1 ( +1 / -0 )

Islands belong to China. Yes, Japanese snatched them while China's empire was weakening and was being exploited by several colonialist powers. Some people do not want to recognize this fact out of heir loyalty to their affinity to Japan. Even Japanese scholars and historians admit they belong to China. Two of them are professor Tadayoshi Murata of Yokohama National University, and Kiyoshi Inoue , Professor of History department, Kyoto University. You can read about them at: http://www.skycitygallery.com/japan/diaohist.html.

Now, Professor Martin Lohmeyer, from Canterbury University in New Zealand, published a very detailed account about the history of these islands. I believe his examination is neutral. I always thought they belonged to Japan until I researched it. The Japanese point is very weak. If interested, feel free to read it at: http://ir.canterbury.ac.nz/bitstream/10092/4085/1/thesis_fulltext.pdf I have no interest in China whatsoever, but you can not distort history as Japan has done.

-4 ( +2 / -6 )

I believe that the only way China will stop or slow their bullying is if Japan is firm and put several Japanese citizens in those islands. Having people there flying the Japanese flag will send an unmistakable message to China to stay away. As long as those islands stay uninhibited, the Chinese will continue to bully Japan. If you don't believe me, all you have to do is watch how China took over the island clearly belonging to the Philippines. Please wake up!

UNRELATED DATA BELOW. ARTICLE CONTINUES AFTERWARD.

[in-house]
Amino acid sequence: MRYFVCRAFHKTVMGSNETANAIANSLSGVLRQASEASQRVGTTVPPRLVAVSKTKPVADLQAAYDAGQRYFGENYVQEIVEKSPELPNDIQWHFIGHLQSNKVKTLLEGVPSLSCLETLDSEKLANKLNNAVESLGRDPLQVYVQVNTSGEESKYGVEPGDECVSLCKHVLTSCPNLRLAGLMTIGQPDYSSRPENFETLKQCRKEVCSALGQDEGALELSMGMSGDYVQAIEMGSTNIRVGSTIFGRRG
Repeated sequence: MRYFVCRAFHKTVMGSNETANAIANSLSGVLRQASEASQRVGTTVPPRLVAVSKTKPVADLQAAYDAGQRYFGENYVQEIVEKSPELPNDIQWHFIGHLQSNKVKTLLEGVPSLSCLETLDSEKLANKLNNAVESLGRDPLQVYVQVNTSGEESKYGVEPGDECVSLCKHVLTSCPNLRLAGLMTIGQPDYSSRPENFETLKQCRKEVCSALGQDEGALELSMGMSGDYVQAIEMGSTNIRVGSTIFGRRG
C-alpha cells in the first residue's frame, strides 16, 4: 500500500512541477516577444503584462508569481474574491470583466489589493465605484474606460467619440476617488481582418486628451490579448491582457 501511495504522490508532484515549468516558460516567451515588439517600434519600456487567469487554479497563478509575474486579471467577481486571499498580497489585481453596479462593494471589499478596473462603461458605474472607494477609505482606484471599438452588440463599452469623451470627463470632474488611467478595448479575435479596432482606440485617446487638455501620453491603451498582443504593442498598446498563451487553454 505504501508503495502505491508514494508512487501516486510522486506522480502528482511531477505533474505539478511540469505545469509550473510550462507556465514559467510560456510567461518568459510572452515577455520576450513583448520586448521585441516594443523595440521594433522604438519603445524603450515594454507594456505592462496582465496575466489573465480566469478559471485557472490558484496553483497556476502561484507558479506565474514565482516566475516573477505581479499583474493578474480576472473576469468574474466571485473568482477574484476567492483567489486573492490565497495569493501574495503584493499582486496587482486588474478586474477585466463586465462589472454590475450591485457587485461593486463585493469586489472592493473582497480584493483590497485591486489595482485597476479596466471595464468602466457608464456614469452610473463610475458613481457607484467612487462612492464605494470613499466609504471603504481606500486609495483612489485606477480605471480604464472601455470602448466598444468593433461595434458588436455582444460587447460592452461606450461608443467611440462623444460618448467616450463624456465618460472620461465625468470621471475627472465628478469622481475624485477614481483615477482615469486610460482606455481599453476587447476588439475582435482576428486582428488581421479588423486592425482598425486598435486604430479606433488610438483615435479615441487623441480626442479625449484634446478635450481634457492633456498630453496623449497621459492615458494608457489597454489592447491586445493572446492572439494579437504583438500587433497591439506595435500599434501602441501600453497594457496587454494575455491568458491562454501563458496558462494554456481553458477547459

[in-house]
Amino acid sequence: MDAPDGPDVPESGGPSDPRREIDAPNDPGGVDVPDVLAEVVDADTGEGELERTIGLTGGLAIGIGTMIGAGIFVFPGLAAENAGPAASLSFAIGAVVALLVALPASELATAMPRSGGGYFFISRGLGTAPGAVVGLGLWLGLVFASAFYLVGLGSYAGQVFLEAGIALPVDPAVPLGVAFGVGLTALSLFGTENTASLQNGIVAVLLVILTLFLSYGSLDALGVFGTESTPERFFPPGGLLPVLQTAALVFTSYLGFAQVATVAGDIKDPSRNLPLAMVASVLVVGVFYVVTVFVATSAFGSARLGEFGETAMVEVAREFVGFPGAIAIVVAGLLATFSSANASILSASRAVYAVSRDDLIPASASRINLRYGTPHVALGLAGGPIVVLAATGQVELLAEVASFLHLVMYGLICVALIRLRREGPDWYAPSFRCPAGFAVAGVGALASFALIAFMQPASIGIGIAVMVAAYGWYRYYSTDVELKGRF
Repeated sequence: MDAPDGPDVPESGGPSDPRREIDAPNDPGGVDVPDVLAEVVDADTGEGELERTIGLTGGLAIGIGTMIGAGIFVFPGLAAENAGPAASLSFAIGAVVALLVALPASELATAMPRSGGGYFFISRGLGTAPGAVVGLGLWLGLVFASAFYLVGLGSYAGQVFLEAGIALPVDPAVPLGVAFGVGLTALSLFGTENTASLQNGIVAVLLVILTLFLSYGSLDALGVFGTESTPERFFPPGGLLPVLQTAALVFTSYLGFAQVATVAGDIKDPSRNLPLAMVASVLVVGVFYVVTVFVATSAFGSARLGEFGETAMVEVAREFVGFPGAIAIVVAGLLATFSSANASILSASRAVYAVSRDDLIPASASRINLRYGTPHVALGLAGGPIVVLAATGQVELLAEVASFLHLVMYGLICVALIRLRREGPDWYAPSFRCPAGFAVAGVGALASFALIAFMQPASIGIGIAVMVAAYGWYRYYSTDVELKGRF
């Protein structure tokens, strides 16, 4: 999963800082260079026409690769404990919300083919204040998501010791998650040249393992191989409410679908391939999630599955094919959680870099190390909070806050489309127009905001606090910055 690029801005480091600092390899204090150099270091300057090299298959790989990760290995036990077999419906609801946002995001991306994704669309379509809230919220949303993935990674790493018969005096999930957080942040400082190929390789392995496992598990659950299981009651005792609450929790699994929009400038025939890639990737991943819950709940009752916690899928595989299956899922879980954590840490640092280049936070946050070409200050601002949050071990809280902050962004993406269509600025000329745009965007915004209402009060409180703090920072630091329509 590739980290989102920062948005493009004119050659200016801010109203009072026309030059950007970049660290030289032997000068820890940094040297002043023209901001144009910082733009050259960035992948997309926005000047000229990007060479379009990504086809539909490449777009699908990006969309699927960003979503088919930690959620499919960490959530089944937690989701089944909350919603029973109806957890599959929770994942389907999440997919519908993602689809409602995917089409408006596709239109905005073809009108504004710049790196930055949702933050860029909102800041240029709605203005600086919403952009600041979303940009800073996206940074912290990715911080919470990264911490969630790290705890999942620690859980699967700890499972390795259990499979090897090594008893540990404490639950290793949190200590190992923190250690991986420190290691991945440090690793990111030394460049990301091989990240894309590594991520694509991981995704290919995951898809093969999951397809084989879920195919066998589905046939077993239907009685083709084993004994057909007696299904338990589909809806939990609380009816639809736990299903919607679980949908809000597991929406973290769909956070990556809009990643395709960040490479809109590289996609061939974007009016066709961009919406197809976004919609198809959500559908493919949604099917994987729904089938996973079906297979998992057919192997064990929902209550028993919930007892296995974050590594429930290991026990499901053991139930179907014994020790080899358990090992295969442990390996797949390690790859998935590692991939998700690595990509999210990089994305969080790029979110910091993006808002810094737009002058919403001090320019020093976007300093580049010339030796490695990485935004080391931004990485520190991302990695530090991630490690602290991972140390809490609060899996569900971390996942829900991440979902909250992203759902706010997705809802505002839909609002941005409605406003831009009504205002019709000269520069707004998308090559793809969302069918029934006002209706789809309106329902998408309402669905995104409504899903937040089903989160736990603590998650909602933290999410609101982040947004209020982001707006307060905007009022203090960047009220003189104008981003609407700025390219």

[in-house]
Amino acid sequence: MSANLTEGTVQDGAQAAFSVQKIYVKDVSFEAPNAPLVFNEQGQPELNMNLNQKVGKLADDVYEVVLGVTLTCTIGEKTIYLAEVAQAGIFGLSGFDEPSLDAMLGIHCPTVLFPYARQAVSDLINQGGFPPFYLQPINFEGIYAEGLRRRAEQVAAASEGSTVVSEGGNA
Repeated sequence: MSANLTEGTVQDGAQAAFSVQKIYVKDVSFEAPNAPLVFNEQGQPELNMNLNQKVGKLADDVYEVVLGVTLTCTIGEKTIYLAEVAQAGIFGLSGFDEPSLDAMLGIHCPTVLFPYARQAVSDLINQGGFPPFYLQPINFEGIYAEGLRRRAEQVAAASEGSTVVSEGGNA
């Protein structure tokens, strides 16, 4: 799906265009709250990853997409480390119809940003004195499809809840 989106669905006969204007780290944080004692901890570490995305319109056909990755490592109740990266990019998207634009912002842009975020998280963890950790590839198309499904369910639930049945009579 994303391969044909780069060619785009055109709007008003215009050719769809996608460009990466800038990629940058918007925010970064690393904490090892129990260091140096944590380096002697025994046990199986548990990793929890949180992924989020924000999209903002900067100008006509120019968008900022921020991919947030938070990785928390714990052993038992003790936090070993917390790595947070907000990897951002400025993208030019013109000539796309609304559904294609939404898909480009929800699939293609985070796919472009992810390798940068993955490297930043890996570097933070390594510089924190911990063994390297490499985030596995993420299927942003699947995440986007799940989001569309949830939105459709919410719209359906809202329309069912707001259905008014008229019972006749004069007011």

5 ( +7 / -2 )

The islands are Japanese. Get over it...

similar to that song title, "I'll Never Get Over You Getting Over Me".

0 ( +1 / -1 )

avigator: thanks for the links, very informative. Sadly no one, thanks to the politicians and media seem to respect the learned Professors or are aware of the true facts. If some of the nationalistic war mongers worldwide took a look at some of the photos of war atrocities, and see if that is what they want for their grandchildren, maybe they wouldn't be in such a hurry to try and cause these conflicts.

-2 ( +1 / -3 )

Avigator,

I want to second Minello7 in thanking you for bringing these articles to our attention. It seems that the more we look into these matters, including Japan's dispute with Korea about the "Dokdo" island, Japan is on shaky ground both historically and academically. I hope they will honestly study their geographical histories and make informed decisions rather than stand unreasonably on their nationalistic, right-wing agendas.

-4 ( +1 / -5 )

make 'im walk the plank, me hearties.

-1 ( +0 / -1 )

@avigator

Islands belong to China. Yes, Japanese snatched them while China's empire was weakening and was being exploited by several colonialist powers. ... http://ir.canterbury.ac.nz/bitstream/10092/4085/1/thesis_fulltext.pdf I have no interest in China whatsoever, but you can not distort history as Japan has done.